For the last century, rising levels of carbon dioxide helped plants grow faster, a rare silver lining in human-caused climate change. But now, as drier conditions set in across much of the globe, plant growth may be failing to keep up with emissions, a new study suggests.
Through photosynthesis, plants convert water and carbon dioxide into storable energy. By burning fossil fuels, humans have driven up carbon dioxide levels, from around 280 parts per million before the Industrial Revolution to 417 parts per million last year. That extra carbon dioxide has sped up photosynthesis, spurring plants to soak up more of our emissions and grow faster. Since 1982, plants globally have added enough leaf cover to span an area roughly twice the size of the continental U.S.
But the effect appears to be wearing off. While carbon dioxide levels continue to climb, more than a century of warming has also made the climate more hostile to plants. Drier conditions in many parts of the world mean that, even as plants get more carbon dioxide, they are also losing more of the other key ingredient needed for photosynthesis — water.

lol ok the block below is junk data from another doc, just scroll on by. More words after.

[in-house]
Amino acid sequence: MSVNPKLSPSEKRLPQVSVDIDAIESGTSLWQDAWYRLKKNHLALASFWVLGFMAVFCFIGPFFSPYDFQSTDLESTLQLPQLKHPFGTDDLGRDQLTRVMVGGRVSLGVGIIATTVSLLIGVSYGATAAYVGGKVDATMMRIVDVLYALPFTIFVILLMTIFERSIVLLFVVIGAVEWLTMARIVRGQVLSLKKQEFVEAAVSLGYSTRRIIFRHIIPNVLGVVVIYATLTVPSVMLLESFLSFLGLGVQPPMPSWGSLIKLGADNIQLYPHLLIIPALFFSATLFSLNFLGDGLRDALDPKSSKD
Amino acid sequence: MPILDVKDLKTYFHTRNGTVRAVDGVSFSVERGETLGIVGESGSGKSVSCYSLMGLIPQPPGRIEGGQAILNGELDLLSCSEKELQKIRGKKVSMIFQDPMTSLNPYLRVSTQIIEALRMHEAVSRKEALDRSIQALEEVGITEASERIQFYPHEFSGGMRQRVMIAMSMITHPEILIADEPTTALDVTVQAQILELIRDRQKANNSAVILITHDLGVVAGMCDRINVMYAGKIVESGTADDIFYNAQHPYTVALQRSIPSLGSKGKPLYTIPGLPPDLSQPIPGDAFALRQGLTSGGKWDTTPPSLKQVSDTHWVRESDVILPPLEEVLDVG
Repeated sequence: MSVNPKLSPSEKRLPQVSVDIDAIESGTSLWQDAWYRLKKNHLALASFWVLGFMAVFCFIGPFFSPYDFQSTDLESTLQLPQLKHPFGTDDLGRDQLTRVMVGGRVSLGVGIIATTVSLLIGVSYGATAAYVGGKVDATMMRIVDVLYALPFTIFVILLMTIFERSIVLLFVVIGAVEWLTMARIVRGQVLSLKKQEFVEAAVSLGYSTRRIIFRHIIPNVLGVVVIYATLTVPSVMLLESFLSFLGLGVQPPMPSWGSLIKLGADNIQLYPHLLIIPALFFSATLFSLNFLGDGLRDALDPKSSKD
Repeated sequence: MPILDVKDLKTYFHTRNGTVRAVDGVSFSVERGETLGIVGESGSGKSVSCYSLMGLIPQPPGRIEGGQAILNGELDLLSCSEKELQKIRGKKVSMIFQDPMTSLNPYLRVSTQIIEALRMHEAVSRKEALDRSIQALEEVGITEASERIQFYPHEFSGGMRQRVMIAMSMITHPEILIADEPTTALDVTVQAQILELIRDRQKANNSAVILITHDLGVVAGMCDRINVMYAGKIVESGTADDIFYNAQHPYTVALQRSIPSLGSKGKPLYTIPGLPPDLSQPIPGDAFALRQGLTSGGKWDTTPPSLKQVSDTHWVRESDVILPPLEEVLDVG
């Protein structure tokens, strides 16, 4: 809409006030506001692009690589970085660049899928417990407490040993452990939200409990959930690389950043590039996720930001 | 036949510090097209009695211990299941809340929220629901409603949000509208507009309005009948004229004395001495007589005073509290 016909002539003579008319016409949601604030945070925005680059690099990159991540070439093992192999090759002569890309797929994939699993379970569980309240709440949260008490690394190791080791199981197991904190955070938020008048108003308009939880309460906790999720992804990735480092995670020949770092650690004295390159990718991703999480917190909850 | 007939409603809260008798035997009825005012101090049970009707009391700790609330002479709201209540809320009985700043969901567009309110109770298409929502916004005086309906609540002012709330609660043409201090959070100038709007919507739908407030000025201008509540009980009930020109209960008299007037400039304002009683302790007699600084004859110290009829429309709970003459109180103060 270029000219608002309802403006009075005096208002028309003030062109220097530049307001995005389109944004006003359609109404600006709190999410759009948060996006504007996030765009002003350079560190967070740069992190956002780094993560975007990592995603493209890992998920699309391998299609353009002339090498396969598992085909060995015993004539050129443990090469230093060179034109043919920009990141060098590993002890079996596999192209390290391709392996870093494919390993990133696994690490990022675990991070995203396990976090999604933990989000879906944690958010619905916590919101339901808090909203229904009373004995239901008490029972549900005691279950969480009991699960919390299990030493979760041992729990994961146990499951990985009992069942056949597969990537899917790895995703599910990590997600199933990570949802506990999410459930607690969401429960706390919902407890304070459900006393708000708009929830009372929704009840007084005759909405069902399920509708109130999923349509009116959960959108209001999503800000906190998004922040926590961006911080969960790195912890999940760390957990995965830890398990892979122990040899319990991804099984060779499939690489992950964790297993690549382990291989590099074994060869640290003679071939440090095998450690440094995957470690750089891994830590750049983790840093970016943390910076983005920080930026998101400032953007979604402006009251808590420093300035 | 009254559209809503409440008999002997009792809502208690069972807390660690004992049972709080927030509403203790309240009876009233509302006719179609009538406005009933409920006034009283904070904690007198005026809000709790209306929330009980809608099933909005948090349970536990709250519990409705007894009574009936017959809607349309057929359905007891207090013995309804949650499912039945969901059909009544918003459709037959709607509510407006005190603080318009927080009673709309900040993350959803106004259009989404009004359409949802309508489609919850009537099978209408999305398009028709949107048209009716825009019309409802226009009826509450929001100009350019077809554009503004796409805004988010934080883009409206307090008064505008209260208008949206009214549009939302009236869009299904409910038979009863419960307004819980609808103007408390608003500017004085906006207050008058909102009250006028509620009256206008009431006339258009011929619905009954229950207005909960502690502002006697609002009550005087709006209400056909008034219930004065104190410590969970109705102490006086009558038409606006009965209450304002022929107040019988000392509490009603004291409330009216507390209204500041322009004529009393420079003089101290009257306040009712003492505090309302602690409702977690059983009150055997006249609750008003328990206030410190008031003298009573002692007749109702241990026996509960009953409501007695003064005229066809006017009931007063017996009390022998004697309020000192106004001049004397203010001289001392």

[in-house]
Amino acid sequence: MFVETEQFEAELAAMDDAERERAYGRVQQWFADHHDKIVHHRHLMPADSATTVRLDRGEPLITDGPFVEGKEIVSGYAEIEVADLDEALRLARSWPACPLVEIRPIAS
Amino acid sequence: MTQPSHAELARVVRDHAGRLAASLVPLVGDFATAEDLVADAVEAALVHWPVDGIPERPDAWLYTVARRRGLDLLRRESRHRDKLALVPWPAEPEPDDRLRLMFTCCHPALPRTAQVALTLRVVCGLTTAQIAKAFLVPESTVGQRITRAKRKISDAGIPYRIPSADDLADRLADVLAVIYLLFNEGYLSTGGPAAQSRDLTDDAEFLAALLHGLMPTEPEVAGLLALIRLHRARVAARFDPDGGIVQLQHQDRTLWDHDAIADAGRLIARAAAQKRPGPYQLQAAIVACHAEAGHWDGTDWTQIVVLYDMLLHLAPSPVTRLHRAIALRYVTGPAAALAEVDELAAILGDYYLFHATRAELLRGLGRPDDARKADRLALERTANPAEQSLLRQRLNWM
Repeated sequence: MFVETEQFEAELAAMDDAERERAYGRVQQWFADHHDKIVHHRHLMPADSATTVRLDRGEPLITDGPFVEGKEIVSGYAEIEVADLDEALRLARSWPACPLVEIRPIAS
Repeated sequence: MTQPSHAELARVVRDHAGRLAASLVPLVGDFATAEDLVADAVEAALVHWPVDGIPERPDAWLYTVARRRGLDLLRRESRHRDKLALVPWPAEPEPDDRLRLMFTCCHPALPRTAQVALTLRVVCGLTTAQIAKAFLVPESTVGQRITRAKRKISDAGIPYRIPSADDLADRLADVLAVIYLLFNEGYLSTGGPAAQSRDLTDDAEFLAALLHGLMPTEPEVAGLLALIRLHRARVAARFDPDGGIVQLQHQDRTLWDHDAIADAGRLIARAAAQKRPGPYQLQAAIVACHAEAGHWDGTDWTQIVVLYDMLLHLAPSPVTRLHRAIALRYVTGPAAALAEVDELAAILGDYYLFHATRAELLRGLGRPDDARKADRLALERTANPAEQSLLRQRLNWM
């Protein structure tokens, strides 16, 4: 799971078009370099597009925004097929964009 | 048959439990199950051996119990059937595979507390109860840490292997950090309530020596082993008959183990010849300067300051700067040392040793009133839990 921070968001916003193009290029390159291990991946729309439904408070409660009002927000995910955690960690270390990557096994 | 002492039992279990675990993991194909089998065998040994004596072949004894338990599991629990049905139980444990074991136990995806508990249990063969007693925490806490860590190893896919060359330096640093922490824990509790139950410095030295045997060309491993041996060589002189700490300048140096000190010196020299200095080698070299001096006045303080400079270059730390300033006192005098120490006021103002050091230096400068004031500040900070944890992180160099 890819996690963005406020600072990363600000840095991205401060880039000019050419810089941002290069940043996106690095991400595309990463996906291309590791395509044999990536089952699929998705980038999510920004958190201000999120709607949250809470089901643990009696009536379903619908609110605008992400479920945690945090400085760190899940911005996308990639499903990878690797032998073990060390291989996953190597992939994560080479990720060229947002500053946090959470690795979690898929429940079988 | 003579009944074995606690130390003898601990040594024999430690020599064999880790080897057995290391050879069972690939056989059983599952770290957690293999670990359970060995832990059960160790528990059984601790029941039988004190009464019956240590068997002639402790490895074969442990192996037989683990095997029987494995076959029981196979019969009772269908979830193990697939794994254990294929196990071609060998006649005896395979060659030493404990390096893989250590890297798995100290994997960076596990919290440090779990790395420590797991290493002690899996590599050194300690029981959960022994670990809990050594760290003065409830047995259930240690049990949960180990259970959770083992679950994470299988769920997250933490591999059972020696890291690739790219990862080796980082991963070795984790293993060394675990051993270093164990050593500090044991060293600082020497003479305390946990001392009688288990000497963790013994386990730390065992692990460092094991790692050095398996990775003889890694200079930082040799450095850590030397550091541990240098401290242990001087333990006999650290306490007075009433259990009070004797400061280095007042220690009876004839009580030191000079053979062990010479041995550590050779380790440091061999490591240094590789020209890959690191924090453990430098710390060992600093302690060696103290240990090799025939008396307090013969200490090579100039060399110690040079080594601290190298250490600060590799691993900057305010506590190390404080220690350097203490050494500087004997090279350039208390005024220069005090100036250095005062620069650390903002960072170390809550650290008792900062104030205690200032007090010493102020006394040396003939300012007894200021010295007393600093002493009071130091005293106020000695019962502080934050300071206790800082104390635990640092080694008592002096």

For the new study, scientists gathered data from ground monitors measuring levels of carbon dioxide and water in the air from 1982 to 2016. They compared these data with satellite images of forests, grasslands, shrublands, farmlands, and savannas, using artificial intelligence to spot changes over time. Small differences in the green hue of plants, for instance, indicate a shift in the rate of photosynthesis.
The study suggests that photosynthesis sped up until around the year 2000, at which point it began to level off, owing to more arid conditions. Looking ahead, authors say, the rate of photosynthesis could flatten out entirely, making it harder to keep rising carbon emissions — and warming — in check. The findings were published in the journal Science.